Amicus Therapeutics Announces Phase 1/2 Study of Gene Therapy for CLN3 Batten Disease

Second Gene Therapy to Enter Clinic at Nationwide Children’s Hospital for Neurologic Lysosomal Storage Disorders

Initial Safety is Encouraging with No Serious Adverse Events at One Month

CRANBURY, NJ, USA I January 03, 2019 I Amicus Therapeutics (Nasdaq: FOLD), a global biotechnology company focused on discovering, developing and delivering novel medicines for rare metabolic diseases, today announced the initiation of a Phase 1/2 clinical study to evaluate the safety and efficacy of a single intrathecal administration of adeno-associated virus serotype 9 AAV9-CLN3 (AAV9-CLN3) gene therapy in children with CLN3 Batten disease. Batten disease is the common name for a broad class of rare, fatal, inherited disorders of the nervous system also known as neuronal ceroid lipofuscinoses, or NCLs. The initial patient completed a one-month observation period following dosing with no serious adverse events reported to date.

This first in human study of an investigational gene therapy in CLN3 Batten disease, a life-threatening genetic neurologic disorder that typically begins in early childhood and results in premature death, is currently being conducted at Nationwide Children’s Hospital (Columbus, Ohio). CLN3 is the most prevalent of the Batten’s disorders affecting an estimated 5,000+ patients.

“We are pleased to announce that the first child has been dosed in the Phase 1/2 study for CLN3 Batten disease,” said Jay Barth, MD, Chief Medical Officer at Amicus Therapeutics, Inc. “With this pioneering study in CLN3 Batten disease, a severe and devastating neurodegenerative disorder with no approved treatments, we hope that a single intrathecal administration of our gene therapy has the potential to treat the underlying cause of disease and provide a durable and meaningful treatment benefit. This initial participant in our CLN3 Batten disease study, together with the participants in our ongoing clinical study in CLN6 Batten disease, further supports the encouraging safety profile for the intrathecal AAV delivery platform. Advancing this program is another important step forward to potentially improve the lives of thousands of children living with Batten disease and other neurologic lysosomal storage disorders.”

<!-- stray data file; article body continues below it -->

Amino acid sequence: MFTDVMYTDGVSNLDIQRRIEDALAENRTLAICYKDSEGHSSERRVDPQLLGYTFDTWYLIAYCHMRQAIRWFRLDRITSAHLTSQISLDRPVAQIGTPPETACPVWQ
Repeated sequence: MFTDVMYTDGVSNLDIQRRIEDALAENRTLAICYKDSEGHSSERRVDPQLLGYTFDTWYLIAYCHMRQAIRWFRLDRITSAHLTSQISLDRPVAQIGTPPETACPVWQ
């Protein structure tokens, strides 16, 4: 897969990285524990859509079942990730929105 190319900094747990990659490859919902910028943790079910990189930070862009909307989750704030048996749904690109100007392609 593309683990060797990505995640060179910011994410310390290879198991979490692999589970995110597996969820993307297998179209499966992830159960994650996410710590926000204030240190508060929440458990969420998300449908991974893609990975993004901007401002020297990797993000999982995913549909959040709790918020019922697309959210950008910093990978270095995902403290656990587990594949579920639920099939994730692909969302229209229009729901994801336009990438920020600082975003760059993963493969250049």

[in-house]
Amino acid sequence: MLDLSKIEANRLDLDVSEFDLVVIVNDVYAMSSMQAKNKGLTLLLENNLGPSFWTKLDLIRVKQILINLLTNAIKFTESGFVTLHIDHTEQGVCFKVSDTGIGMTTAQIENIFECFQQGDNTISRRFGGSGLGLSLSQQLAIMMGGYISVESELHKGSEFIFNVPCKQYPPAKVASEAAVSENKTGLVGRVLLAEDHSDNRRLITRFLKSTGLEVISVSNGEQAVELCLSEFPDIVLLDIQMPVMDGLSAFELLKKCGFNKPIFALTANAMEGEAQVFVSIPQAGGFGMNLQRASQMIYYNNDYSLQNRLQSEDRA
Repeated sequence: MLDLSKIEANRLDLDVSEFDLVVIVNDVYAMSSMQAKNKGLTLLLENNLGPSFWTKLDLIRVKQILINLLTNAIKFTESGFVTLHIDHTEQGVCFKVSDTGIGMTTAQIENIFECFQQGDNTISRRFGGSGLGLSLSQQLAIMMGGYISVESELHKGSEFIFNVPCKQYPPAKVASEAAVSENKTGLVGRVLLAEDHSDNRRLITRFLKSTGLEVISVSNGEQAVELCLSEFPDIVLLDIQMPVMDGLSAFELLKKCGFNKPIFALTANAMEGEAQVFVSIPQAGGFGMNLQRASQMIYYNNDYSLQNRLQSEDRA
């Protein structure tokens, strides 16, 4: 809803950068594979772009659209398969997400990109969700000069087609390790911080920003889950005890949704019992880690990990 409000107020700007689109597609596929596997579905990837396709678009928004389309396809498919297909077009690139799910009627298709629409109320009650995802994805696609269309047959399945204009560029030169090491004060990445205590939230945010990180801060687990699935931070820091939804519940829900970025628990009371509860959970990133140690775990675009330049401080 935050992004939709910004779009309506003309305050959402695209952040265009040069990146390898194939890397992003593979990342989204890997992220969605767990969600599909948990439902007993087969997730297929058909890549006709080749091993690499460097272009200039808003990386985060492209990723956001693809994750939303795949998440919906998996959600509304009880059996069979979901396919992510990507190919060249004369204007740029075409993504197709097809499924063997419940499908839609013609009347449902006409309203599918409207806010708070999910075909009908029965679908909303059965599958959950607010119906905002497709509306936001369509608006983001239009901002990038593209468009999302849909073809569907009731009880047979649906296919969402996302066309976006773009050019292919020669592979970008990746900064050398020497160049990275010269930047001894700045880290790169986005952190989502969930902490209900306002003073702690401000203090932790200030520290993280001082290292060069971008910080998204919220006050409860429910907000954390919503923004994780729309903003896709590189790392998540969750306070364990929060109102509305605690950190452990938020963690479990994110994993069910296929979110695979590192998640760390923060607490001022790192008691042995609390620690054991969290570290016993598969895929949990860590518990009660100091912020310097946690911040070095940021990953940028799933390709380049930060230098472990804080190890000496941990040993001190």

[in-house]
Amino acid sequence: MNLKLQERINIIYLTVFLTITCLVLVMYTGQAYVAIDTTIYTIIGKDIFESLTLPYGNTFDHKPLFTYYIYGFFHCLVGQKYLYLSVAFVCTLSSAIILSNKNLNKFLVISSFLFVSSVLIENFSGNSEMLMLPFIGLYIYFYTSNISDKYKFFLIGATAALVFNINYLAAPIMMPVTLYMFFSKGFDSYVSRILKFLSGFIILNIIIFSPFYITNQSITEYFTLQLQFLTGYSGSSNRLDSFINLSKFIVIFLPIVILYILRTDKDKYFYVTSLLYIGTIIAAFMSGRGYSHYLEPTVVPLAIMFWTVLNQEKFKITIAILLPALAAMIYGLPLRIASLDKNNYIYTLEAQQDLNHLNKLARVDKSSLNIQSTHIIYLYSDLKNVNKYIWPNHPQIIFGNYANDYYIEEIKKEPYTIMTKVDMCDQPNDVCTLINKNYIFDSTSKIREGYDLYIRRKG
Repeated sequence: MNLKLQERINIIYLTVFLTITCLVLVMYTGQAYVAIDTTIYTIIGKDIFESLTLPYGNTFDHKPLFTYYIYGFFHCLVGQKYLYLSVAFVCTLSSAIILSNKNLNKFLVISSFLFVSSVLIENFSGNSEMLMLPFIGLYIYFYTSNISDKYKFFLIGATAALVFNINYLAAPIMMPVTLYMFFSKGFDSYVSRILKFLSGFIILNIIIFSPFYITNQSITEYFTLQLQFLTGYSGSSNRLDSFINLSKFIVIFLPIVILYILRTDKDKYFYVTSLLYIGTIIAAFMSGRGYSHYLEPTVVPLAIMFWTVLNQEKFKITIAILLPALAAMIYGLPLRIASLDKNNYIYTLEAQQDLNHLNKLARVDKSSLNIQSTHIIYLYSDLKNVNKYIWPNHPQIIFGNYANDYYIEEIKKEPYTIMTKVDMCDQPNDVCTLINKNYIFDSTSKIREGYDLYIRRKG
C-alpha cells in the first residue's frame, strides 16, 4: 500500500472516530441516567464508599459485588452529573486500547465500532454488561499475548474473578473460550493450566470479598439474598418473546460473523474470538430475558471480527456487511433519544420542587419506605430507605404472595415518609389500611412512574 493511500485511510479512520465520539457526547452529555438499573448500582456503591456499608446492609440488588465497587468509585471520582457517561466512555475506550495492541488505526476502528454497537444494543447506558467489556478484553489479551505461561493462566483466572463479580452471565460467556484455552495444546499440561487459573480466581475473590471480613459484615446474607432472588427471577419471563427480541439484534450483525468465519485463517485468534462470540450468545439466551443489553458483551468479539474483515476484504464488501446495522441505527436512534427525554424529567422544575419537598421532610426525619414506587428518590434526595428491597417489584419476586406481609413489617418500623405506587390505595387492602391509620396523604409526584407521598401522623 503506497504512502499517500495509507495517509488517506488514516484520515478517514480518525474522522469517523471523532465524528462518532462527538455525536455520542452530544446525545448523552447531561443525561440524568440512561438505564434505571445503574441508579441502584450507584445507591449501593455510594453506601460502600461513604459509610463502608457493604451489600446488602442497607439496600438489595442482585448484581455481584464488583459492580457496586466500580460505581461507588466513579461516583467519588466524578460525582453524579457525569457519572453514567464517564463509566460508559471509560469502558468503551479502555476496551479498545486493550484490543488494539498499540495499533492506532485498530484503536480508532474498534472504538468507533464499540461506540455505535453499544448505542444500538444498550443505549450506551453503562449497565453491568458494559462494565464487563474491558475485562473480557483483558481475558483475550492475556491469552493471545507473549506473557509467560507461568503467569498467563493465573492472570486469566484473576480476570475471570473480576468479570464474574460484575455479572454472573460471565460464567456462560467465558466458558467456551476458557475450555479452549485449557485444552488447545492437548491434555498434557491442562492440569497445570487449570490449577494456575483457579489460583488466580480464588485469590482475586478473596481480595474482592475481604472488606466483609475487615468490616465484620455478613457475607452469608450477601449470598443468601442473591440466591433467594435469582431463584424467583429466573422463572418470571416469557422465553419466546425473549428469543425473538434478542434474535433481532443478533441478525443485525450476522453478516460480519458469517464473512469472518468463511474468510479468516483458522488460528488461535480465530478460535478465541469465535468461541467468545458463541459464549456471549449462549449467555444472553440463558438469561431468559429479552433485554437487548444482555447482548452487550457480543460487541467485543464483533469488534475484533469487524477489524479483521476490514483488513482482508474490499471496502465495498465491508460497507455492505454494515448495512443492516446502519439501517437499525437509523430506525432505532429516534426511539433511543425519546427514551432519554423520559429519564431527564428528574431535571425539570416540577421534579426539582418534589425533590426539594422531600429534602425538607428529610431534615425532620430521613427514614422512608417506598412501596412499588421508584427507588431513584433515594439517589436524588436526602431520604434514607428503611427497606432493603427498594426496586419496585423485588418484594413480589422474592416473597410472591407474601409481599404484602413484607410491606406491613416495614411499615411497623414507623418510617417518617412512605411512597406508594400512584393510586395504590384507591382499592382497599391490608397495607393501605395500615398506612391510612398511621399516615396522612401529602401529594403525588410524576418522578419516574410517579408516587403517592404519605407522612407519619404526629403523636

Emily C. De Los Reyes, MD, Principal Investigator at Nationwide Children’s stated, “The initiation of this clinical study in CLN3 Batten disease is an important initial milestone. The proof-of-concept demonstrated in preclinical studies and validation of the intrathecal AAV platform across multiple indications here at Nationwide Children’s Hospital provides promise for the delivery approach in this study. We look forward to enrolling additional participants in the study and comparing the findings to the existing natural history data in CLN3 Batten disease.”

The Phase 1/2 study is enrolling children aged 3 to 10 years with a confirmed diagnosis of CLN3 Batten disease in two sequential intrathecal dose groups: a one-time low-dose of AAV9-CLN3 (Group 1) and a one-time high-dose of AAV9-CLN3 (Group 2) after evaluation of Group 1 participants. Both groups will participate in the current study for a period of three years. Amicus plans to present clinical data from this study, including interim data, at future scientific congresses and other relevant venues. The primary outcome measures are safety and efficacy as determined using the physical disability subscale of the Unified Batten Disease Rating Scale (UBDRS) in CLN3 Batten disease. More information is available at NCT03770572.

CLN3 Batten disease, the most common form of NCL results from a mutation in the CLN3 gene which primarily affects the nervous system. Children with this condition develop vision impairment, intellectual disability, progressive loss of motor function, speech difficulties, and seizures which worsen over time.

About Batten Disease
Batten disease is the common name for a broad class of rare, fatal, inherited disorders of the nervous system also known as neuronal ceroid lipofuscinoses, or NCLs. In these diseases, a defect in a specific gene triggers a cascade of problems that interferes with a cell’s ability to recycle certain molecules. Each gene is called CLN (ceroid lipofuscinosis, neuronal) and given a different number designation as its subtype. There are 13 known forms of Batten disease often referred to as CLN1-8; 10-14. The various types of Batten disease have similar features and symptoms but vary in severity and age of onset.

Most forms of Batten disease/NCLs usually begin during childhood. The clinical course often involves progressive loss of independent adaptive skills such as mobility, feeding, and communication. Patients may also experience vision loss, personality changes, behavioral problems, learning impairment, and seizures. Patients typically experience progressive loss of motor function and eventually those affected become wheelchair-bound, are then bedridden, and die prematurely.

About Amicus Therapeutics
Amicus Therapeutics (Nasdaq: FOLD) is a global, patient-dedicated biotechnology company focused on discovering, developing and delivering novel high-quality medicines for people living with rare metabolic diseases. With extraordinary patient focus, Amicus Therapeutics is committed to advancing and expanding a robust pipeline of cutting-edge, first- or best-in-class medicines for rare metabolic diseases. For more information please visit the company’s website at, and follow us on Twitter and LinkedIn.

SOURCE: Amicus Therapeutics

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